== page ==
The next day, Aunt Hannah washes Rufus and Catherine carefully and dresses them in their Sunday best. Father Jackson calls on the phone, and Hannah gives him directions to the house. Then Hannah brings the children into Mary's room. Mary hugs them and apologizes for not spending more time with them over the past few days. She explains that they are about to see their father one last time. She explains again that he can never come back, and this time Catherine seems to understand.

Rufus then asks their mother if he and Catherine are orphans. Mary explains that they are not orphans, as they still have one parent whereas orphans have no parents at all. Then she sends them downstairs. Rufus thinks about what his mother told him, and he decides that since he and Catherine are both half-orphans, that the two of them together make one whole orphan.

Then they hear the doorbell ring; Father Jackson has arrived. He comes in without telling the children who he is, and then Hannah comes into the room to welcome him. She asks Father Jackson to give her a moment, and she tells Rufus and Catherine to show him into the sitting room. They stand looking at the priest, who stares back at them in an unfriendly manner. Finally he tells them that children should not stare at their elders, because it is "ill-bred" behavior. Father Jackson lectures them about being ladies and gentlemen in a harsh way, using words the children do not understand. Then Hannah comes downstairs, at which time the priest leaves the room and follows her upstairs.

Rufus and Catherine hear Hannah and Father Jackson go into their mother's room. The children sneak upstairs and listen at the door, able only to hear the sound of the voices, not what is actually said. Father Jackson's voice always sounds louder and "rang with the knowledge that it was right"; both Hannah and Mary's voices are softer. The children do not know what is going on, but they feel that "it was something evil, to which she was submitting almost without a struggle, and by which she was deceived." Catherine and Rufus each have fantasies of Father Jackson being killed. Then the tone of the priest's voice changes into a more rhythmic, pleasant tone, and Rufus realizes that he is praying. The sound of the prayers lulls the children into a reverie until the doorbell rings.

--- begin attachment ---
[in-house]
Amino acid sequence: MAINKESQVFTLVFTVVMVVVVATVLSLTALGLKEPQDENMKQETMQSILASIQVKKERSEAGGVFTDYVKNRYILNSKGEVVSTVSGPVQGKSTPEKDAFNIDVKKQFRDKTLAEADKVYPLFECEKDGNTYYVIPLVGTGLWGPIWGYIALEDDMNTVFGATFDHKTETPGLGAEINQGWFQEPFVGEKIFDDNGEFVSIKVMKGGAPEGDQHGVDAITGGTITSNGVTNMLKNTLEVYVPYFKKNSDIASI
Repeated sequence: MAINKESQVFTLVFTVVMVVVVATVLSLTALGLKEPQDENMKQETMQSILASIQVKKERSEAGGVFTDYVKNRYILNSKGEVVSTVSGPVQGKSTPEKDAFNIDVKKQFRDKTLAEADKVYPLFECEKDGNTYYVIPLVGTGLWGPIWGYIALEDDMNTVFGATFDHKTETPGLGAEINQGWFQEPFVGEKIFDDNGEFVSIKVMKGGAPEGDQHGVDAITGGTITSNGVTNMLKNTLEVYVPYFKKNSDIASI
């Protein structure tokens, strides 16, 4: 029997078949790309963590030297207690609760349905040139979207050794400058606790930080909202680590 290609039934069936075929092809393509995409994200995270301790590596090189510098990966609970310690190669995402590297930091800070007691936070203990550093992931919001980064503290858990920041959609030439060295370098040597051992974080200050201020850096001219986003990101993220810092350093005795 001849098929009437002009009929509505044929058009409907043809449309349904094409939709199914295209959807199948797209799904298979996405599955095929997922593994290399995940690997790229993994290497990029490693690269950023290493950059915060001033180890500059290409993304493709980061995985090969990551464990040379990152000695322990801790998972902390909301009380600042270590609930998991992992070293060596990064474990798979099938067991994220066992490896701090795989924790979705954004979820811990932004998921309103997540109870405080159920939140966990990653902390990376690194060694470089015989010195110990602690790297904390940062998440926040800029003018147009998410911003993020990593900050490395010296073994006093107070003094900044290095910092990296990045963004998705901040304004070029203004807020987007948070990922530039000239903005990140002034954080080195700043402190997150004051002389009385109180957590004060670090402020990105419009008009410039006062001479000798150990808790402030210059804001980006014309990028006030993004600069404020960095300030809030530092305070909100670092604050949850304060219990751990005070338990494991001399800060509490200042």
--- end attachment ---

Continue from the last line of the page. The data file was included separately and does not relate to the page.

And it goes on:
The children run downstairs so no one will catch them eavesdropping, and they scurry into the sitting room. Aunt Hannah answers the door; it is Walter Starr. He comes in and pats the children and goes to wait with them in the sitting room until Mary is ready. Walter avoids sitting in Jay's chair. He tells Rufus and Catherine that he has a gramophone, a box that can play music, and he tells the children they should pay him a visit and listen to it. Then he tells them that their father worked hard for everything he had, and that he was a brave, kind, and generous man. Walter tells the children that he did not know their father as well as he would have liked, but that he thinks he is one of the "finest men that ever lived." The children are touched by his words, and they move closer to him. Then they hear a door open upstairs.


In this chapter, Agee presents religion not only as something foreign and difficult, but also as something threatening and mean. Father Jackson displays absolutely no sympathy to the children, and he says nothing to them beyond chiding them for standing and looking at him. He seems to think that their motives are evil. The children look at him, bewildered and hurt by his words even though they cannot understand all of what he says. Since Father Jackson, as a priest, clearly represents religion, and since Aunt Hannah and Mary accept religion without question, the children understandably worry about what Father Jackson says when he goes into Mary's room with Aunt Hannah.

The children are only aware of the sounds of the voices inside the room; to them, Father Jackson sounds self-satisfied and loud. It sounds as though Aunt Hannah is acting as a sort of mediator, occasionally modifying something the priest says before the children hear their mother's voice in assent. This episode emphasizes the differing degree of faith that the two women feel: Hannah, much older than Mary, has a less passionate and idealistic faith. Hannah is more practical, and is able to change or correct the priest's words to make them more palatable to Mary. The only time all three adults sound peaceful is when they pray; the children are calmed by the rhythm of the words.

Walter Starr is a quiet yet consistent presence throughout the entire story, and in this chapter we learns that he is a kind and generous man. He is far more sensitive than the priest, which we see right away in the fact that Walter consciously avoids sitting in Jay's chair. He tells the children that they are welcome anytime at his house if they want to come listen to the gramophone. Whereas the priest lectures the children about manners, Walter tells them what a wonderful man their father was. His kindness is highlighted by contrast to the priest's callousness.

It is hard to say whether or not Agee himself was deeply religious man, but the novel, by and large, does not seem to endorse religion. Only two of the characters, Mary and Hannah, are religious at all, while the rest of the family is largely opposed to organized religion. The children's innocent questioning of religious explanations shows the inadequacy of religion in explaining death. Then, in this chapter, the figure of Father Jackson tarnishes religion further, making it appear that even nasty people can become priests and representatives of God.